Money does grow on trees!

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I remember when I was growing up my dad would often say “money doesn’t grow on trees, you know”. He is now seventy-nine and, although he has given me lots of good advice and taught me a huge amount over the years, I’m convinced that he is wrong about this!

Businesses are very much like trees, vying for their position in the market place (forest). And the start-ups and small businesses are the saplings that need to be especially resilient to survive.

What are the factors that help a small business blossom and grow?

A small business needs to develop a foundation of robust systems and processes to support itself, just as a tree lays down its roots. Many small businesses rely on a few key individuals who carry lots of useful information in their heads. This may work for a while, but without standardising processes and documenting procedures, sustainable growth will be unachievable.

A small business also needs to clearly define its strategy – what it wants to achieve, why it wants to reach that goal and how it plans to get there –otherwise it may limp along aimlessly, veer off in the wrong direction or fall by the wayside. It wouldn’t do for a tree to grow along the ground or sideways!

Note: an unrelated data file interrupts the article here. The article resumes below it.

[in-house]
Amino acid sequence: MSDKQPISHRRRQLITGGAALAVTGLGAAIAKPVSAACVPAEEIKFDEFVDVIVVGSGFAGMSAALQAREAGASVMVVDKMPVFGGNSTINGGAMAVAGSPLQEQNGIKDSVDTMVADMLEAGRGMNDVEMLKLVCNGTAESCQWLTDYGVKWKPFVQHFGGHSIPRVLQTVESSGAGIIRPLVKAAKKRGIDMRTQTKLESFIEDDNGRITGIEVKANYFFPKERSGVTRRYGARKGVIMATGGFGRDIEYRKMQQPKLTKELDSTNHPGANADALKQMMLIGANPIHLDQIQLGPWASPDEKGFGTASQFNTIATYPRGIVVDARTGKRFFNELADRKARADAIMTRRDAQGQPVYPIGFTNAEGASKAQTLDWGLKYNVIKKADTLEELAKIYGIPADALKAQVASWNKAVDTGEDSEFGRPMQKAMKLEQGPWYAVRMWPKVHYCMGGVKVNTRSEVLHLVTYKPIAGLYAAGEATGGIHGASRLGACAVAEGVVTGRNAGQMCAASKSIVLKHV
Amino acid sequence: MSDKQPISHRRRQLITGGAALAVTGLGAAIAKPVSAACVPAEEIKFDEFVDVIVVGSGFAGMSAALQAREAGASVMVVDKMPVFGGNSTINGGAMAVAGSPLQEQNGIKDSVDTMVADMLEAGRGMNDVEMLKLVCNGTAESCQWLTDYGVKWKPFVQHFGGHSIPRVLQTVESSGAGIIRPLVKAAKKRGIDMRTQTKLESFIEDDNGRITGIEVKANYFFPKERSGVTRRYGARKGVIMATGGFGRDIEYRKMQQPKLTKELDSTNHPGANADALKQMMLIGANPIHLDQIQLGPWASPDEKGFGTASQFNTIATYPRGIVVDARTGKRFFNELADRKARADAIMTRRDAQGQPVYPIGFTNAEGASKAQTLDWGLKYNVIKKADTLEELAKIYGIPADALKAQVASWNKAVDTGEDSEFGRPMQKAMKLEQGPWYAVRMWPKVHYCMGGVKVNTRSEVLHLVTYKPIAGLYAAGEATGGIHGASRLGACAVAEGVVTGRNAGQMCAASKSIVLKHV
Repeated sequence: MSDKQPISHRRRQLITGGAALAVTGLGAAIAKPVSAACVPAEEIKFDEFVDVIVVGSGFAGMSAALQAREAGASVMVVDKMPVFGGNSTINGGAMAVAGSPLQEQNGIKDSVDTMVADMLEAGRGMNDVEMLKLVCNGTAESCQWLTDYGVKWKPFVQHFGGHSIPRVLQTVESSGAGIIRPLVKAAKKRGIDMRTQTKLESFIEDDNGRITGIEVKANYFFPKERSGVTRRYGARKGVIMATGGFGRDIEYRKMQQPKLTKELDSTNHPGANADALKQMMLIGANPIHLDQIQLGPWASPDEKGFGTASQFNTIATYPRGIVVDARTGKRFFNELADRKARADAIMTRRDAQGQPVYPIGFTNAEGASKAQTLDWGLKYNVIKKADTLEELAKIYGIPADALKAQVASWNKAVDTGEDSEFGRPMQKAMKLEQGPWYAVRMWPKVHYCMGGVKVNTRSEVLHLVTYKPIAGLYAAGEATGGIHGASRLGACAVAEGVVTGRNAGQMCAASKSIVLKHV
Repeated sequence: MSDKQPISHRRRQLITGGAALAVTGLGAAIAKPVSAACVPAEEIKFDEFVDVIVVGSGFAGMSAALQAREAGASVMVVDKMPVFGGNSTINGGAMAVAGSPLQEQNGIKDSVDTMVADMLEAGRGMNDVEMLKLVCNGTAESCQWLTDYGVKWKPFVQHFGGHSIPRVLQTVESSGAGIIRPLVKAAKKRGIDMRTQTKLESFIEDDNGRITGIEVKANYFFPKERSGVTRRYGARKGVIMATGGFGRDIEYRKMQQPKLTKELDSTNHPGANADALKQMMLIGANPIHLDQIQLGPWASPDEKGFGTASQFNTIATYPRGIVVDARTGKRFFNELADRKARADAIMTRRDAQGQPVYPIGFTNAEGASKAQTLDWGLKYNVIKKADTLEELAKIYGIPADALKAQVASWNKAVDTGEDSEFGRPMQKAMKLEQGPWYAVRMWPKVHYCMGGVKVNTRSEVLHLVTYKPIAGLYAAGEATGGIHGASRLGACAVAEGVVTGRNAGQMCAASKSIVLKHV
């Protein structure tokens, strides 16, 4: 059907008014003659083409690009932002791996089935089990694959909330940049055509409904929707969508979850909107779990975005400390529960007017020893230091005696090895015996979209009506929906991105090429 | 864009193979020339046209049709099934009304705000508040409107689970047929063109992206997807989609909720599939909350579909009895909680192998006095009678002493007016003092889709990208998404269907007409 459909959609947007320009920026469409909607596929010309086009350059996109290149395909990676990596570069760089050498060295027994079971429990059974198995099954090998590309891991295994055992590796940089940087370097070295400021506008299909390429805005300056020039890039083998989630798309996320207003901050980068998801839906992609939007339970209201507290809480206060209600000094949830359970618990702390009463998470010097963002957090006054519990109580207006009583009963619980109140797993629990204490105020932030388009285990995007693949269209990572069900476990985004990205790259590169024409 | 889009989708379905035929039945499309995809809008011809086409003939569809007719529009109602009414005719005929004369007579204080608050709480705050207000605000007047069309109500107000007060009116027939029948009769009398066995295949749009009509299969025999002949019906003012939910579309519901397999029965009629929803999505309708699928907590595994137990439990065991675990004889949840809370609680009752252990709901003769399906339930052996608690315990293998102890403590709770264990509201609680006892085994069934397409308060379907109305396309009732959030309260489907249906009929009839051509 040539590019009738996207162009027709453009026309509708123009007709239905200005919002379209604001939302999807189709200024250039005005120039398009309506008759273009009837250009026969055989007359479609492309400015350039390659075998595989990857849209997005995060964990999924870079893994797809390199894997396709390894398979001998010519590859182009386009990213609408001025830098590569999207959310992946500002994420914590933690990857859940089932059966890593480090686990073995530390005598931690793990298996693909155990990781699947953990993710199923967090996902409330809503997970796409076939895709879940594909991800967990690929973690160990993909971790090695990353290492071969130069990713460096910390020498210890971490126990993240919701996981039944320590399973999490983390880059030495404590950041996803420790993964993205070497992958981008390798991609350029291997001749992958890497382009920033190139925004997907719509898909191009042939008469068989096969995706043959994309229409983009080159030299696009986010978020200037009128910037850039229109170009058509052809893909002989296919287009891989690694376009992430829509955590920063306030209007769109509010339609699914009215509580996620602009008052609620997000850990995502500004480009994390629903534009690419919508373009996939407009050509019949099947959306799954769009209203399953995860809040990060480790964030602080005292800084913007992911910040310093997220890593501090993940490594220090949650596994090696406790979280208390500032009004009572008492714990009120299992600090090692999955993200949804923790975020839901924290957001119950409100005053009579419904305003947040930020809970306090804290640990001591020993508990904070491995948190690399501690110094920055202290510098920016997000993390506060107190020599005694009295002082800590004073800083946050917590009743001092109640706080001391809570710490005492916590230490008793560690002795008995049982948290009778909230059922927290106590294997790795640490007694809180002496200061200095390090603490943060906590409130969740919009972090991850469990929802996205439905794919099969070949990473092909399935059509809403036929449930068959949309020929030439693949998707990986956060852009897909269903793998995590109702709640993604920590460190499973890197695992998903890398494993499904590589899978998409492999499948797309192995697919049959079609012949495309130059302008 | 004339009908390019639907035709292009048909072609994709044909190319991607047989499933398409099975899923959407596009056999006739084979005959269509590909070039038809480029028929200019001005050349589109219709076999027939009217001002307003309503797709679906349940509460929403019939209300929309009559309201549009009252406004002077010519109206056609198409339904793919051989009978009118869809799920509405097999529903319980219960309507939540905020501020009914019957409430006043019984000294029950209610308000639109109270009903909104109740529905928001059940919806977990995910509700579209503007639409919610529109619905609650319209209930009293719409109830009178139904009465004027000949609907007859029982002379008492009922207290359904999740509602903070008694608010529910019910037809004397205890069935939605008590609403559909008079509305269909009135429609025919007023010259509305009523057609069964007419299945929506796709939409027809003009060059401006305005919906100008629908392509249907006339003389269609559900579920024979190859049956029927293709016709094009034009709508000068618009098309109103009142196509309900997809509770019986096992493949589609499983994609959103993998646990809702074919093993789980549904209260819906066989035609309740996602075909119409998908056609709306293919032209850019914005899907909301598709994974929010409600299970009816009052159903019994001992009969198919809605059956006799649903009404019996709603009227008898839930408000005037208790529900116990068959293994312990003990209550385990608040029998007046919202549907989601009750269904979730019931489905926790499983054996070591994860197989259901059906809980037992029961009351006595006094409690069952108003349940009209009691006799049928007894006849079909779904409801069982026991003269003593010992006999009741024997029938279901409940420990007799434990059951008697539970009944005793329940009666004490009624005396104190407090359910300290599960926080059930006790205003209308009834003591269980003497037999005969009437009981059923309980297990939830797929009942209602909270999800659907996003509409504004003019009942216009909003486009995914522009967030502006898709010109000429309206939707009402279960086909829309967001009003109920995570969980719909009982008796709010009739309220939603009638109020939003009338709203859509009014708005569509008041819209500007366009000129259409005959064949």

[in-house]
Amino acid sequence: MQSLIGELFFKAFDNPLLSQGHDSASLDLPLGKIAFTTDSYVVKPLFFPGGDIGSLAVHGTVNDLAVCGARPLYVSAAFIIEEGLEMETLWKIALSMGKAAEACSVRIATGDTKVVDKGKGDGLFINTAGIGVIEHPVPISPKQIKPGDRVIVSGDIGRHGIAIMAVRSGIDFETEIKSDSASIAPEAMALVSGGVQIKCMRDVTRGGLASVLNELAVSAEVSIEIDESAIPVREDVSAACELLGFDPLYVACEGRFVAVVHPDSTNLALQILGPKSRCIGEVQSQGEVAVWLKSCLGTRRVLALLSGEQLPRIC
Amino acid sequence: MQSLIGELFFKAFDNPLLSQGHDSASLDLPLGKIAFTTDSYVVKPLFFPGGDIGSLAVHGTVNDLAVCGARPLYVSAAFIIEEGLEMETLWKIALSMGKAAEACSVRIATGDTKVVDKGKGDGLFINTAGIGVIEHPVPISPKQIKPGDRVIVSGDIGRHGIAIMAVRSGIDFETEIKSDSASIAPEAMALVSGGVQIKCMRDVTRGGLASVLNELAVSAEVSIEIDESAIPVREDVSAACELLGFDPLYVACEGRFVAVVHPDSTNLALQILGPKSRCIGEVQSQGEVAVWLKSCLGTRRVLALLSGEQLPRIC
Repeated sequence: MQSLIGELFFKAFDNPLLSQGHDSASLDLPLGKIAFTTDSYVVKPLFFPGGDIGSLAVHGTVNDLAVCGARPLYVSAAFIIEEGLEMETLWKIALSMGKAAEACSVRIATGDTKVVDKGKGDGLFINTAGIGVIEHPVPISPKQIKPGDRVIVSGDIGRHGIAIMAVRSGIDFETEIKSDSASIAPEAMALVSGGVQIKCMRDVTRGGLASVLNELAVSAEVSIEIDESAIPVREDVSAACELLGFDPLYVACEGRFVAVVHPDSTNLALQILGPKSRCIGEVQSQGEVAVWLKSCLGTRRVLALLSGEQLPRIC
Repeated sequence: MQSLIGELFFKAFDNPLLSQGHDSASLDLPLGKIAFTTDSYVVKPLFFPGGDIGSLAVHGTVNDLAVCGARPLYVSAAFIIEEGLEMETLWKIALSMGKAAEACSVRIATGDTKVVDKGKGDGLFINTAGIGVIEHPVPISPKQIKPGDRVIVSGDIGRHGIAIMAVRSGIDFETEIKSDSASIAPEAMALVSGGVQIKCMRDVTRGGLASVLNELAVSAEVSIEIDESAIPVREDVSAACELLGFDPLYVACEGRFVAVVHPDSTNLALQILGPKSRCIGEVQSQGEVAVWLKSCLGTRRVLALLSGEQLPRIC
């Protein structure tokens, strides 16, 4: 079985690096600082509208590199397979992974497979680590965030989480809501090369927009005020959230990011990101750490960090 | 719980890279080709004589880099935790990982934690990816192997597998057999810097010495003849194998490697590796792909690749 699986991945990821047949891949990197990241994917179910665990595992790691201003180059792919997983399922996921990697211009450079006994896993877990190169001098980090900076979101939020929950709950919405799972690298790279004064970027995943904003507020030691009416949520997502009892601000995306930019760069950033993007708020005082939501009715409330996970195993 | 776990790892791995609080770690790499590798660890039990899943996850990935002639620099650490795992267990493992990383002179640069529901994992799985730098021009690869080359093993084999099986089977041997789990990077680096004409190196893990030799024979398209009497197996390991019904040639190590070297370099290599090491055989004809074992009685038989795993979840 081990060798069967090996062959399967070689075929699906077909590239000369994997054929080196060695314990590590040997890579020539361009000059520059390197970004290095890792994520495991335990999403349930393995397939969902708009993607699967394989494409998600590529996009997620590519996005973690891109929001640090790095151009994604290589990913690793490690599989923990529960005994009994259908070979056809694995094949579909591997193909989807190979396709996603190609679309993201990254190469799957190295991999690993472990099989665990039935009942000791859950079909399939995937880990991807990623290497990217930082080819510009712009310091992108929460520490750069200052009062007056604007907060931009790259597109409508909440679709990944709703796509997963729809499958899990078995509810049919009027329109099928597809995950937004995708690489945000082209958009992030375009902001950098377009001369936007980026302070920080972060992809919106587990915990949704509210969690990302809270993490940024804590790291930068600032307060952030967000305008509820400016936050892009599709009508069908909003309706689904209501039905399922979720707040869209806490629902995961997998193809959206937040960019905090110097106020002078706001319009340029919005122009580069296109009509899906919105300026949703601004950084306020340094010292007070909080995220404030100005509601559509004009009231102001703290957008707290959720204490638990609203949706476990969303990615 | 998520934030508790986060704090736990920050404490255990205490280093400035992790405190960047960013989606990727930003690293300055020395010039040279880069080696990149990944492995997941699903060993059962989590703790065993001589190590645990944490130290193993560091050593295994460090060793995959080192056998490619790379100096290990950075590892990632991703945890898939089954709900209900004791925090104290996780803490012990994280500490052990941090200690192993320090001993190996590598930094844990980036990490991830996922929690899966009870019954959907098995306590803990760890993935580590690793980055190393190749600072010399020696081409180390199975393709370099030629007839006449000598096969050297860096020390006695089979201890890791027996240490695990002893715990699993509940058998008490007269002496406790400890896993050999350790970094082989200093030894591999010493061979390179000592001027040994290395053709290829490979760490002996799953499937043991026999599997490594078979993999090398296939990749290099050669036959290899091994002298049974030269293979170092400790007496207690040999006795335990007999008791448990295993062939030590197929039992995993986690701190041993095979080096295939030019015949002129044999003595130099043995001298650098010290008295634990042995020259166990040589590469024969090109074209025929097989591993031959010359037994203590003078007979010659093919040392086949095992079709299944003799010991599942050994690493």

Resources are also very important to a business. Just as a tree needs water and nutrients, a business needs sufficient cash flow and the right staff, who are trained to meet its needs. Recruitment is often problematic for small businesses as there is a fear that the work will dry up and they will be left with unmanageable overheads. Freelancers or part-time staff are a good solution, as is outsourcing of specific tasks. Training is often neglected by small businesses as there isn’t the time to release staff from their day-to-day work. To me, this is a short-sighted approach. Well trained staff will operate more effectively and retention is generally improved as staff feel that the business is investing in them.

In a forest, trees compete for sunlight and only the strongest or those which adapt to the conditions survive. That’s also true in our competitive market place. A small business has to compete against the large businesses, with powerful brands and economies of scale. To do this, a small business must find its unique selling point, grasp its opportunities and be nimble enough to react to the ever changing environment.

And don’t forget the bugs and diseases that can stunt growth or destroy a tree. Businesses face risks every day, from launches of rival products to loss of good reputation, from system failure to loss of key staff. Small businesses rarely take time out to think about this, but it’s really important to identify those risks that could derail your operation, monitor them and mitigate their impact where possible.

There’s such a lot to consider when you are running a small business and it’s often difficult to step back from your busy day-to-day tasks and assess how everything is going. But if you get it right, your “tree” will blossom and flourish and grow money!